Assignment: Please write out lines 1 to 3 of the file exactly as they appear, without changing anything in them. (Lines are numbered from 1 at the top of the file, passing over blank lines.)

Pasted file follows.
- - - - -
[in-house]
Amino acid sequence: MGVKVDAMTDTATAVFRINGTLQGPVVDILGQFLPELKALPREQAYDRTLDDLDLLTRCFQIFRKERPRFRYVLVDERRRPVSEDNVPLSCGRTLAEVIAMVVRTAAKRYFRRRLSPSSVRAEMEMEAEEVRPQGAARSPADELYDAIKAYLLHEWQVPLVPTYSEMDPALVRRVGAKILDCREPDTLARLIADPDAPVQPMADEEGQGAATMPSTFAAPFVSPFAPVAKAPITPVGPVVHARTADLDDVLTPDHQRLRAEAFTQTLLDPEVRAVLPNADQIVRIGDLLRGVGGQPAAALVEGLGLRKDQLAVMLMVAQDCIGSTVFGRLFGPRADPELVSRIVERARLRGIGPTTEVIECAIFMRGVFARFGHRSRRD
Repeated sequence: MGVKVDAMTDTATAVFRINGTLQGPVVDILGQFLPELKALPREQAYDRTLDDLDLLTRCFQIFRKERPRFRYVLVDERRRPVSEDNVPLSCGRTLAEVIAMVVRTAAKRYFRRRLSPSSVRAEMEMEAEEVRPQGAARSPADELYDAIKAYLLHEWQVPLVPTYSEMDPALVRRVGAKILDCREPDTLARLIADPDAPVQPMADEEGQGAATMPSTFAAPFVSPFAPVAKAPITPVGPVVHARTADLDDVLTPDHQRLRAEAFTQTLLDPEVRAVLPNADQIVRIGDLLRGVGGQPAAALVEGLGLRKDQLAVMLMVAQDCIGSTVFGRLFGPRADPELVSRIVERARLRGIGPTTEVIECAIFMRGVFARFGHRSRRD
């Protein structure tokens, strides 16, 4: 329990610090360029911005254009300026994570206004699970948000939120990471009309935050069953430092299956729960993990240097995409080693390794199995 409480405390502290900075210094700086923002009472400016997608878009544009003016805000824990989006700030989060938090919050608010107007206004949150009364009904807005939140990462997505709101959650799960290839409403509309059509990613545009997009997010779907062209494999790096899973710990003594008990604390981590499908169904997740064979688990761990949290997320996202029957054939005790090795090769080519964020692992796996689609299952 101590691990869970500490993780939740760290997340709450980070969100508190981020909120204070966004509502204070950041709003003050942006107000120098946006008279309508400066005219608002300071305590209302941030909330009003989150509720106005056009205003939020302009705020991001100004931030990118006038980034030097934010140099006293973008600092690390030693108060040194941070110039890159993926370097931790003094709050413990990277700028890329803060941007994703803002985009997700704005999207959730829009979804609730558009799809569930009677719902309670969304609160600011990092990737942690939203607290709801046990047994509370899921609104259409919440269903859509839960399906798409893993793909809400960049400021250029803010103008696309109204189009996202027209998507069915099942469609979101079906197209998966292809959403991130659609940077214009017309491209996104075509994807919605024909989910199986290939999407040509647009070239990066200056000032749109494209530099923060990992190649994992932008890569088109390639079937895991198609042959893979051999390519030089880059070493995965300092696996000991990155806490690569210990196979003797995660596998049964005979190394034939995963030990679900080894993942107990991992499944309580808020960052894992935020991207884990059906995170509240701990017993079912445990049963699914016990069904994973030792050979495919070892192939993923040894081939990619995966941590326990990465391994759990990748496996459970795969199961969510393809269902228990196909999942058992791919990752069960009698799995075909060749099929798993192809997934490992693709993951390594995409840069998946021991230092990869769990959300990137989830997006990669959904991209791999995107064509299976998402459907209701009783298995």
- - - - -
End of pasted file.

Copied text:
[in-house]
Amino acid sequence: MGVKVDAMTDTATAVFRINGTLQGPVVDILGQFLPELKALPREQAYDRTLDDLDLLTRCFQIFRKERPRFRYVLVDERRRPVSEDNVPLSCGRTLAEVIAMVVRTAAKRYFRRRLSPSSVRAEMEMEAEEVRPQGAARSPADELYDAIKAYLLHEWQVPLVPTYSEMDPALVRRVGAKILDCREPDTLARLIADPDAPVQPMADEEGQGAATMPSTFAAPFVSPFAPVAKAPITPVGPVVHARTADLDDVLTPDHQRLRAEAFTQTLLDPEVRAVLPNADQIVRIGDLLRGVGGQPAAALVEGLGLRKDQLAVMLMVAQDCIGSTVFGRLFGPRADPELVSRIVERARLRGIGPTTEVIECAIFMRGVFARFGHRSRRD
Repeated sequence: MGVKVDAMTDTATAVFRINGTLQGPVVDILGQFLPELKALPREQAYDRTLDDLDLLTRCFQIFRKERPRFRYVLVDERRRPVSEDNVPLSCGRTLAEVIAMVVRTAAKRYFRRRLSPSSVRAEMEMEAEEVRPQGAARSPADELYDAIKAYLLHEWQVPLVPTYSEMDPALVRRVGAKILDCREPDTLARLIADPDAPVQPMADEEGQGAATMPSTFAAPFVSPFAPVAKAPITPVGPVVHARTADLDDVLTPDHQRLRAEAFTQTLLDPEVRAVLPNADQIVRIGDLLRGVGGQPAAALVEGLGLRKDQLAVMLMVAQDCIGSTVFGRLFGPRADPELVSRIVERARLRGIGPTTEVIECAIFMRGVFARFGHRSRRD